Updated: Feb 1
I've been buying fabric downtown Los Angeles for decades, but a few years ago I found fabulous quality canvas by the yard at *Blick! It is exactly what I've been buying downtown, but at Blick I get more selection (weight and width), at a better price! I haven't tried their linen yet, but I'm ready to buy some asap!
In this photo, from l to r: I like the 12 ounce canvas for big sturdy bags, backpacks and satchels; and the 10 ounce canvas is great for small coin purses and zipper pouches. The green and teal zipper pouch is gesso'd and painted, then I impatiently waited 24 hours before cutting and sewing. The top-right corner is a tote bag I made with my daughter's artwork; she painted an English phone booth on the canvas--no gesso needed.
I use canvas for many different things, most often for interfacing. I need a strong interior for soft silk purses I make, so having two different weights of canvas on hand give me the structure I need. I don't use regular interfacing for structure because it can bubble, or separate from the outside fabric. I use the canvas backing, and fuse the outer fabric--whether it be silk, soft t-shirt knit, or delicate vintage textiles, directly together. I use a product called Heat n' Bond Lite which I get at JoAnn's. So, fusing these together, now I easily make structured projects from many fabrics that were otherwise too soft.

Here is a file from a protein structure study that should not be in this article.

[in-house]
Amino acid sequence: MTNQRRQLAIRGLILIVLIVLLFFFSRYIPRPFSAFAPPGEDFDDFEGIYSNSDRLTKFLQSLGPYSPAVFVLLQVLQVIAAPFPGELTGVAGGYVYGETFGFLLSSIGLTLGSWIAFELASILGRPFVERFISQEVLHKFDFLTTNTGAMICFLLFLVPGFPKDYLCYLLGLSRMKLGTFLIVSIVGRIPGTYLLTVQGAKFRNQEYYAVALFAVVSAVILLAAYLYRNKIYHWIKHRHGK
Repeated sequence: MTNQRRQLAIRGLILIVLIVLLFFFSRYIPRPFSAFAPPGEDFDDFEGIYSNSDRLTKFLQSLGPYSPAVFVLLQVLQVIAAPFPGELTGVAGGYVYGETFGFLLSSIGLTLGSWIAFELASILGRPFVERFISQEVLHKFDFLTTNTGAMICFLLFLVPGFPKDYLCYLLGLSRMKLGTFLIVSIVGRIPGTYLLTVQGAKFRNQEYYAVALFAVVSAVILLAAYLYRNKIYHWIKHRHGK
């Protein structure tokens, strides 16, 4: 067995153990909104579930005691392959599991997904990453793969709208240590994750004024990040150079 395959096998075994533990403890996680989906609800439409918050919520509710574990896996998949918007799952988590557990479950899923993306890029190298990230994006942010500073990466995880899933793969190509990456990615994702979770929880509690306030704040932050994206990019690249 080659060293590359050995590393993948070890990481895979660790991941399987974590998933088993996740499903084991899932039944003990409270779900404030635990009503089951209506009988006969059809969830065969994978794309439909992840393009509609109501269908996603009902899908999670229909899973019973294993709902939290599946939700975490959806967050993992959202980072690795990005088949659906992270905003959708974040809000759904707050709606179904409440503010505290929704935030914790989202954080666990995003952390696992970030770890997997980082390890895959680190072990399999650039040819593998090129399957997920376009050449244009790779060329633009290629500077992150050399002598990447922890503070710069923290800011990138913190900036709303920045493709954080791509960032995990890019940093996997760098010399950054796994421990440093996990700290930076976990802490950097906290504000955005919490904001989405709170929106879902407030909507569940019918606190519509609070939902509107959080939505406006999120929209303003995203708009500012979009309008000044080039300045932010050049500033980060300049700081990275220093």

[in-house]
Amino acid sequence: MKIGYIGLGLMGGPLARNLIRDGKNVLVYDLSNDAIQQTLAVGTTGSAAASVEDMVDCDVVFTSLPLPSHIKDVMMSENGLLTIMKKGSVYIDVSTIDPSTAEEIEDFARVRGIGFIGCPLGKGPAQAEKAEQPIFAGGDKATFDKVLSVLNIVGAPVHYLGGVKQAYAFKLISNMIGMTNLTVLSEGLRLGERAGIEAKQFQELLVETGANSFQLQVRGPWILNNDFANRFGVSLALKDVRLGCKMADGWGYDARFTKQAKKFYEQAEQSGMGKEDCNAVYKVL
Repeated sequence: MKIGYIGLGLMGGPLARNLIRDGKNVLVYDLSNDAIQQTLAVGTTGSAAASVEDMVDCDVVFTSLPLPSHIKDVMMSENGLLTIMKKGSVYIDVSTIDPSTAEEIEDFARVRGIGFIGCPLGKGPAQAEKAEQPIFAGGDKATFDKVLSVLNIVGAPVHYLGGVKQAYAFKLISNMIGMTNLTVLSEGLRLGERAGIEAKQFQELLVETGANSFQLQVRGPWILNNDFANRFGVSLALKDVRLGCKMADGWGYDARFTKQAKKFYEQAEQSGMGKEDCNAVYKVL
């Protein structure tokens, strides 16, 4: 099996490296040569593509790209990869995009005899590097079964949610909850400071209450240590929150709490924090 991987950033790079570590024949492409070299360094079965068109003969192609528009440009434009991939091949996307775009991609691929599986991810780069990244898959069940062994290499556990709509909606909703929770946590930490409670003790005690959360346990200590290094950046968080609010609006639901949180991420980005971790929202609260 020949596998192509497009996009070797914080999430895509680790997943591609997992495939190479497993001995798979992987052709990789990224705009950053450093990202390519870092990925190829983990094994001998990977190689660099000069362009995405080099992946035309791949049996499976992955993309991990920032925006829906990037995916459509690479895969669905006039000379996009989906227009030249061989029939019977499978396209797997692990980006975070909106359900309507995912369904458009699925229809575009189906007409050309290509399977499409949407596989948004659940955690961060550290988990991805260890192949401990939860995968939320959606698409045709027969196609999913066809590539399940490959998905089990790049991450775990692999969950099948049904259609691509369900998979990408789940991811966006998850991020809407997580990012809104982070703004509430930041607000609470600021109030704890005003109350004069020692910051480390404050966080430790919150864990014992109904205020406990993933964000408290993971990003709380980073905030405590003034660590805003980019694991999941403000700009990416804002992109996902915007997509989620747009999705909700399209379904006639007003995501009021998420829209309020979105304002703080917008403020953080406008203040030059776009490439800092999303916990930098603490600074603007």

You could get a similar sturdiness by just flat-lining your fabric with the same canvas, but I like to fuse mine permanently. In my next blog entry, I will show how I fuse the two fabrics together to make nice sturdy purses and bags using this great canvas and the fusible bond product I like.
*Click on the link, scroll down and click on 'canvas rolls', then scroll and click on 'unprimed canvas by the yard' to get the selection of weight and width available. I am an affiliate, so I get a small percentage of purchases through this link, at no cost to you!
Or click on the logo below and have fun shopping for anything art at Blick!